Look, kids! Another poker magazine! Our long national nightmare is over! Free at last! Free at last!

OK, that's probably not a fair way to kick off our discussion about Bluff. After all, just because a particular magazine genre has been flogged within an inch of its life doesn't mean that every title within it should be placed on the gurney. At the same time, the December issue of Bluff doesn't exactly portend a new era in sublime journalism for the poker set.

Unlike most other gambling/gaming titles, Bluff gets the content mix right. Rather than concerning itself with lifestyle tripe--if ESPN's broadcasts of the World Series of Poker have taught us anything, it's that poker stars favor clumsy Oakley shades over Nicole Miller ties and David Yurman baubles, and will drink whatever swill the cocktail princess has at the ready--the mag offers very little that isn't directly poker-related. Expert advice and war stories would seem to be what this audience wants, and Bluff delivers them in spades.

The December issue also mixes things up a bit, adding a trivia quiz, a frisky review of a Paris poker room and a primer on chip tricks for individuals more coordinated than I am. Ambitiously, Bluff even tries its hand at fiction ("The Nuts," which aspires to a noirish feel) and, in the editor's note, poetry (couplets include "I read my opponents; I read them all quick/I knew two had kings and I knew they would stick"). Watch out, Maya Angelou--there's a new pentameter sheriff in town, and he's itchin' to lay down the rhyme.

But while Bluff may have solved the gambling-mag content riddle, there's still this teensy eensy matter of finding passably competent journalists to write and edit it. While I admit to being a member of the grammar gestapo, the December issue is so flush with mistakes as to make one wonder if the copy staff stayed at the tables a bit late on publication eve. The mag discusses how one player's social skills have "rubbed of" on another, lists "this years events" and brags of its "exclusive and unabridged extract" (excerpt?) from a poker legend's upcoming book. When Bluff plugs the charitable work of cover boy Jeff Gordon, it even manages to sneak a typo into his foundation's URL.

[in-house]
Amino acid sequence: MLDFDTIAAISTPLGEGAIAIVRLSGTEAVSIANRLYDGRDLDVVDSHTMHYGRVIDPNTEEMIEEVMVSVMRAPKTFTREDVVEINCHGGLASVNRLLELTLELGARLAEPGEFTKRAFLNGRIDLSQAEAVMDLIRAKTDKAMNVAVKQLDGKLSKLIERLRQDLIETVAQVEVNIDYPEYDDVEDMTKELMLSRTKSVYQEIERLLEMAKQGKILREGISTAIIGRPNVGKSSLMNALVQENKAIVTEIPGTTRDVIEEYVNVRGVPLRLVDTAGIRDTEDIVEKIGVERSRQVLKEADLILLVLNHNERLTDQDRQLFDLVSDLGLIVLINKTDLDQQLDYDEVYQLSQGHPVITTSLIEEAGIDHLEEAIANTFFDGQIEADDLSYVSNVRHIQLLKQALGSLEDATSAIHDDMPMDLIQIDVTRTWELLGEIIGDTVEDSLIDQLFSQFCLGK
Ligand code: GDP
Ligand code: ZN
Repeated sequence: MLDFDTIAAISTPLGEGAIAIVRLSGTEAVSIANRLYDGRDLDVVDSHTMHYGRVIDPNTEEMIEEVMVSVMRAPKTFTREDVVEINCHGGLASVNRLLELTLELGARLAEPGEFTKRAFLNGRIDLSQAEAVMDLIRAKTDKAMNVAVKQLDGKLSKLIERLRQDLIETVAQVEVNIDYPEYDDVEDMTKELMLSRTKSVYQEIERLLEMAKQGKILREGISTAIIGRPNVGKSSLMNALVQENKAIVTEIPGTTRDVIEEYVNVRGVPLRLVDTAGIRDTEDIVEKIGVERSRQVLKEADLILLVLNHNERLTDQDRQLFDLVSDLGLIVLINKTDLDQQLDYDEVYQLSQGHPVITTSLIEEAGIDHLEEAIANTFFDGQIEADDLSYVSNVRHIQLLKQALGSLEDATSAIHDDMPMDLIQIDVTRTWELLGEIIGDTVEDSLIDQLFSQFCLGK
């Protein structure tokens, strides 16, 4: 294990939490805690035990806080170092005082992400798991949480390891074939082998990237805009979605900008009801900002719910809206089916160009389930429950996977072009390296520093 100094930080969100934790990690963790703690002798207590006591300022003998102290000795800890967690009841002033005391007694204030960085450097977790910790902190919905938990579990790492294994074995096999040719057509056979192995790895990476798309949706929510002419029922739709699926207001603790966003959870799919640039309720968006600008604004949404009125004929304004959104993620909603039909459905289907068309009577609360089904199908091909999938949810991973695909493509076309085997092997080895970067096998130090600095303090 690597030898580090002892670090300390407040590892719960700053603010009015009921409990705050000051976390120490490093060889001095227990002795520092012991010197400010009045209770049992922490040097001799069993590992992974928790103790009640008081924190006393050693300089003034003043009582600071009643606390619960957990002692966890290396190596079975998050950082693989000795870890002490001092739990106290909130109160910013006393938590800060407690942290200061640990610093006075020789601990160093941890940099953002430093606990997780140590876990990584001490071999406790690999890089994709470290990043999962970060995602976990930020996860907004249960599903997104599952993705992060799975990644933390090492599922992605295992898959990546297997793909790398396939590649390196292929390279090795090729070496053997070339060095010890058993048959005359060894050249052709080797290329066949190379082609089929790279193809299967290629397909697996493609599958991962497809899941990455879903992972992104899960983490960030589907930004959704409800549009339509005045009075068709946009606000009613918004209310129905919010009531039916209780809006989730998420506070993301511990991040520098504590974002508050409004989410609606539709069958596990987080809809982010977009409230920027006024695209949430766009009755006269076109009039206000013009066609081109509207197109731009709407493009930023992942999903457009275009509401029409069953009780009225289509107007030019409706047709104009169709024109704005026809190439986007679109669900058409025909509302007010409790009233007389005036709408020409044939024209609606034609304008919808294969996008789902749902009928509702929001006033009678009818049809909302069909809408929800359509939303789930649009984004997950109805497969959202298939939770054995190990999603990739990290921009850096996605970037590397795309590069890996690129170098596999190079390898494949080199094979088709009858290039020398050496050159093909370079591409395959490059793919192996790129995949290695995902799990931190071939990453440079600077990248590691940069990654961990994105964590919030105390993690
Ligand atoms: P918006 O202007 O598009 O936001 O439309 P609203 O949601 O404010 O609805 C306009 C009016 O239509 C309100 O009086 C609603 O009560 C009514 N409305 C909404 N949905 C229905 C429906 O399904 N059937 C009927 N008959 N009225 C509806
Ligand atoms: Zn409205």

The writing is similarly clunky, replete with roundabout gems like, "This is definitely a book about Annie, Veteran players should look elsewhere if they're looking for advice on how to play" (from a review of a recent book by poker star and Bluff columnist Annie Duke). I have no idea whether poker-mag fans will notice any of this--or, if they do, whether they'll pelt Bluff's offices with chintzy souvenir dice in protest--but it comes across as more than a bit minor-league, not unlike the publication's boast of a 250,000 circulation on its cover.

On the design front, Bluff hardly stretches the boundaries of creativity, relying mostly on shots of players deep in mid-hand meditation. The editorial looks like the ads looks like the editorial looks like the ads, especially the spread capturing for posterity the final table at a recent tournament. I also wonder what motivated a few of the choices, specifically the blocks of empty space and inconsistent line-to-line spacing within the features on players' holiday wishes, and the two random tourist shots of Barcelona slapped aimlessly at the end of a column about European poker.

Here's what I propose: all gaming and "gambling lifestyle" magazines should unite and pool their resources. That way, instead of having one semi-half-decent title (Bluff) and 156 execrable ones (Avery Cardoza's Player jumps to mind), we'd have a single wholly intelligible one--in theory, anyway. Unless you're a card-carrying citizen of Planet Poker, don't call this Bluff (oh dear--I won't soon forgive myself for that one).

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